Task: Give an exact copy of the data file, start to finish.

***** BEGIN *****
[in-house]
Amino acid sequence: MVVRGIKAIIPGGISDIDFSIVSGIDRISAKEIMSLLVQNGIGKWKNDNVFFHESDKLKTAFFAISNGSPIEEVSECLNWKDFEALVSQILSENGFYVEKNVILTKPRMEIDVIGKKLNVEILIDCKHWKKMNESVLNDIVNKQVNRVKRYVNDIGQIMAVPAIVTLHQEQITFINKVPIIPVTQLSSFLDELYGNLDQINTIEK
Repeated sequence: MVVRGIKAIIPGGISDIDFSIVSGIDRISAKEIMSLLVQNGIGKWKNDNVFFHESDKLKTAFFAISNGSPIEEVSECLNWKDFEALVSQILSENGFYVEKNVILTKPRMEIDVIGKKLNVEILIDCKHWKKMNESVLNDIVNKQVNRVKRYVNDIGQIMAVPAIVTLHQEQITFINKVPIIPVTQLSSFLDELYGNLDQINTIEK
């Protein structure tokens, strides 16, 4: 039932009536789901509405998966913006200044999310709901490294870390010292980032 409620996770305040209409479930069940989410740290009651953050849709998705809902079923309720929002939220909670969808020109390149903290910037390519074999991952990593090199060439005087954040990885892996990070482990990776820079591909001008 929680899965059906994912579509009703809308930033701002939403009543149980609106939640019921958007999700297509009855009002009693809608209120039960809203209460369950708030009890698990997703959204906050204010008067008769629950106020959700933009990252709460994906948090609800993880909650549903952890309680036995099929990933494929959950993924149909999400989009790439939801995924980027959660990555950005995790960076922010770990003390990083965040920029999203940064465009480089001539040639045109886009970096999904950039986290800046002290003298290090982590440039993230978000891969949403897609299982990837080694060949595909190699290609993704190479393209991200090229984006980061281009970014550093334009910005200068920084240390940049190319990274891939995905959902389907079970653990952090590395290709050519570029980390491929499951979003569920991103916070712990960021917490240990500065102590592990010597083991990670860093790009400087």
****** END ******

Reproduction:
[in-house]
Amino acid sequence: MVVRGIKAIIPGGISDIDFSIVSGIDRISAKEIMSLLVQNGIGKWKNDNVFFHESDKLKTAFFAISNGSPIEEVSECLNWKDFEALVSQILSENGFYVEKNVILTKPRMEIDVIGKKLNVEILIDCKHWKKMNESVLNDIVNKQVNRVKRYVNDIGQIMAVPAIVTLHQEQITFINKVPIIPVTQLSSFLDELYGNLDQINTIEK
Repeated sequence: MVVRGIKAIIPGGISDIDFSIVSGIDRISAKEIMSLLVQNGIGKWKNDNVFFHESDKLKTAFFAISNGSPIEEVSECLNWKDFEALVSQILSENGFYVEKNVILTKPRMEIDVIGKKLNVEILIDCKHWKKMNESVLNDIVNKQVNRVKRYVNDIGQIMAVPAIVTLHQEQITFINKVPIIPVTQLSSFLDELYGNLDQINTIEK
């Protein structure tokens, strides 16, 4: 039932009536789901509405998966913006200044999310709901490294870390010292980032 409620996770305040209409479930069940989410740290009651953050849709998705809902079923309720929002939220909670969808020109390149903290910037390519074999991952990593090199060439005087954040990885892996990070482990990776820079591909001008 929680899965059906994912579509009703809308930033701002939403009543149980609106939640019921958007999700297509009855009002009693809608209120039960809203209460369950708030009890698990997703959204906050204010008067008769629950106020959700933009990252709460994906948090609800993880909650549903952890309680036995099929990933494929959950993924149909999400989009790439939801995924980027959660990555950005995790960076922010770990003390990083965040920029999203940064465009480089001539040639045109886009970096999904950039986290800046002290003298290090982590440039993230978000891969949403897609299982990837080694060949595909190699290609993704190479393209991200090229984006980061281009970014550093334009910005200068920084240390940049190319990274891939995905959902389907079970653990952090590395290709050519570029980390491929499951979003569920991103916070712990960021917490240990500065102590592990010597083991990670860093790009400087």